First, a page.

Even God must be amazed that the same creature that thwarted Him in Eden has also subverted His curse by contriving to become not the eater of dust He wanted but one of earth’s most successful predatory carnivores.
But there are more reasons why the cash snake should be for us an object of appreciation, besides wonder. Its feat reinforces our Central Bank’s case for a cashless economy.
The snake wouldn’t have bothered about an ATM card because it would know that it would need the owner’s PIN to access the cash, and given the almost non-existent probability of its discovering the PIN let alone cashing N36 million from an ATM with the N100,000 seal on daily withdrawals. So our Central Bank can draft the snake into its campaign for a cashless economy.
Imagine how effective it would be to persuade our citizens to accept a cashless economy with the message “Beware of the Cash Snake! Go Cashless!” laid beside the image of a snake swallowing wads of Naira notes.
And for those who may be wondering why a snake would swallow N36 million of public funds – even in a country so rich it sought use for money – it is to show us Nigerians that animals know the use of money unlike us, especially those living in zoos and game reserves. They know that money is useful for their feeding and for building and maintaining their cages and other facilities.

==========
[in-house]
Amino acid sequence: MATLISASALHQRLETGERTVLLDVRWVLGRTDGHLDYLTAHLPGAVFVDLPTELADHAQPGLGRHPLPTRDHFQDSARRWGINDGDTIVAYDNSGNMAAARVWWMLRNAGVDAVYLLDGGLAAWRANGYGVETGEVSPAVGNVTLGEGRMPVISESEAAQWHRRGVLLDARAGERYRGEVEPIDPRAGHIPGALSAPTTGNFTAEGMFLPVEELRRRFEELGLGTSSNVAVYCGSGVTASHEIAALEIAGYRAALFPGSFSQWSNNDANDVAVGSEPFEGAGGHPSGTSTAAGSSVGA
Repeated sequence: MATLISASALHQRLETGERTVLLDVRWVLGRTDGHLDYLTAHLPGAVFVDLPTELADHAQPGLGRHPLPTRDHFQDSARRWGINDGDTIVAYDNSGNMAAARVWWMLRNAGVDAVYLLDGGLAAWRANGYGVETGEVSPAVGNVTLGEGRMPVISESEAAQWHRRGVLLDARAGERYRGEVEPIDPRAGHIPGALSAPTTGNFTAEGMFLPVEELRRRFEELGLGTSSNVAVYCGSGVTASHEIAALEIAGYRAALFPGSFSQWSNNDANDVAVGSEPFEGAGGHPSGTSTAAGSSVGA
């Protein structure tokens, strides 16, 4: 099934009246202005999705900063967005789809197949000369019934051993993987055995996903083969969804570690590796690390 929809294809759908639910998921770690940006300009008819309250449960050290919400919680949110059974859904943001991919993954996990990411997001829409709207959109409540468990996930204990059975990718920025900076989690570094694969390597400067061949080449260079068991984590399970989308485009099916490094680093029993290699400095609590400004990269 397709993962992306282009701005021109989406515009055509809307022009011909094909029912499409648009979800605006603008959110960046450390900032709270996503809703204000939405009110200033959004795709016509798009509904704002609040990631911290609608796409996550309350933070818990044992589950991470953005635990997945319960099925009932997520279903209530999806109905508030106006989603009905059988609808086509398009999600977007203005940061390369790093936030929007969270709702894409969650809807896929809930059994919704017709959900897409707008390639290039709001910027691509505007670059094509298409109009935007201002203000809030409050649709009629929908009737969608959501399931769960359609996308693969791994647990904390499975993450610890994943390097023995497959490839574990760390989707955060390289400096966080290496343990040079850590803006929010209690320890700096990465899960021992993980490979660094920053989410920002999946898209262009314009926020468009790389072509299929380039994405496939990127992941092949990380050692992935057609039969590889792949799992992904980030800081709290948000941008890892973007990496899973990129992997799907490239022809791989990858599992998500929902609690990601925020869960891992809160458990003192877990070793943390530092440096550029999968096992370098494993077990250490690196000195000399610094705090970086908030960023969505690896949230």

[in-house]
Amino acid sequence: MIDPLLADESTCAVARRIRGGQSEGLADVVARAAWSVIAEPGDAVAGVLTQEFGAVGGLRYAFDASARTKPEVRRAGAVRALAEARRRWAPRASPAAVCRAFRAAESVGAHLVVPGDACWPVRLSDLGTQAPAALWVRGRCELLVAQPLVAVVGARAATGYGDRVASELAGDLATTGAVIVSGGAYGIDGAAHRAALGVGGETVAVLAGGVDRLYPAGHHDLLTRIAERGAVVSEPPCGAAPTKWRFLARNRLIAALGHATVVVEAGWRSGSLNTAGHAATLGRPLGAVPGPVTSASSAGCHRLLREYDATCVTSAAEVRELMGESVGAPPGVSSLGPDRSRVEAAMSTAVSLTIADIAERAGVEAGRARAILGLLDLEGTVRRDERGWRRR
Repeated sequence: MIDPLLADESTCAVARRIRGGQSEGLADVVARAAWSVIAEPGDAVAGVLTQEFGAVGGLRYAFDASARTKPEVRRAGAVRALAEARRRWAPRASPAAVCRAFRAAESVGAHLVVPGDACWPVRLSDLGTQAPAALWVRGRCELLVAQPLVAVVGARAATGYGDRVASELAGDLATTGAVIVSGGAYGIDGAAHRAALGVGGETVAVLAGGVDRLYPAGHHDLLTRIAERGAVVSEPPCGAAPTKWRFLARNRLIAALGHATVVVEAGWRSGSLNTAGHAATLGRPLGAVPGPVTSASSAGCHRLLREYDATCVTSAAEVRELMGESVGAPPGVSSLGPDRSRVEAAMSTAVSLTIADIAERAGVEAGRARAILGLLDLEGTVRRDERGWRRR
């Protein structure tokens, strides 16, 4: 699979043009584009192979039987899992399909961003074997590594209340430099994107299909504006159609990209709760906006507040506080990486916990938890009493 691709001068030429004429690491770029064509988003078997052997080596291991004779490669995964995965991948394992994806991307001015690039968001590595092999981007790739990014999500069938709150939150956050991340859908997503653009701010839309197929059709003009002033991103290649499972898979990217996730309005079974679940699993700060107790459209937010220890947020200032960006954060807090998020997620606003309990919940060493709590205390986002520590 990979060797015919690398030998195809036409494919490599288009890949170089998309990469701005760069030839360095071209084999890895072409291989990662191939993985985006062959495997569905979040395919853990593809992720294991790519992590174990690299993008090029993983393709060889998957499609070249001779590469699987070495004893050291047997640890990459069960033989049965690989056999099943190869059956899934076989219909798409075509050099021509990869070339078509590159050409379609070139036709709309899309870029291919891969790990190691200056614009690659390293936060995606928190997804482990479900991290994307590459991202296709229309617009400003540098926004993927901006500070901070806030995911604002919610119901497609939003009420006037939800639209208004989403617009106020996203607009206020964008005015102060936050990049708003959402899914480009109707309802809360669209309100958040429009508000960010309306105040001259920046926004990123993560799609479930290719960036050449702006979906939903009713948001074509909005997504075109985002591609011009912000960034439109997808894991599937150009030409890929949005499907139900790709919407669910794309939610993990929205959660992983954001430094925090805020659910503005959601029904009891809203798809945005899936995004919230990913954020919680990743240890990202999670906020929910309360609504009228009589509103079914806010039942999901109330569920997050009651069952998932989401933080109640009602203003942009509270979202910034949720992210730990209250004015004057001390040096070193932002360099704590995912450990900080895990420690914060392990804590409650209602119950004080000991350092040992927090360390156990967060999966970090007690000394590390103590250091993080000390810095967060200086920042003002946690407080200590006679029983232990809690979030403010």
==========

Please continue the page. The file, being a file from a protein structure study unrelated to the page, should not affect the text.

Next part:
So, like I said in the above epigraph, the cash snake is the one they send to hunt for cash (to fund their welfare). And we should appreciate its risking its life in the service of the animal world and what its mission says of the type of organization that exists in that world compared to our country.
Also, we should be appreciative that, as it did recently by being the first country to appoint dead people to public office, ours has made history again as the country where the cash snake was first identified.
Oke is a poet and winner of the 2017 Nigeria Prize for Literature.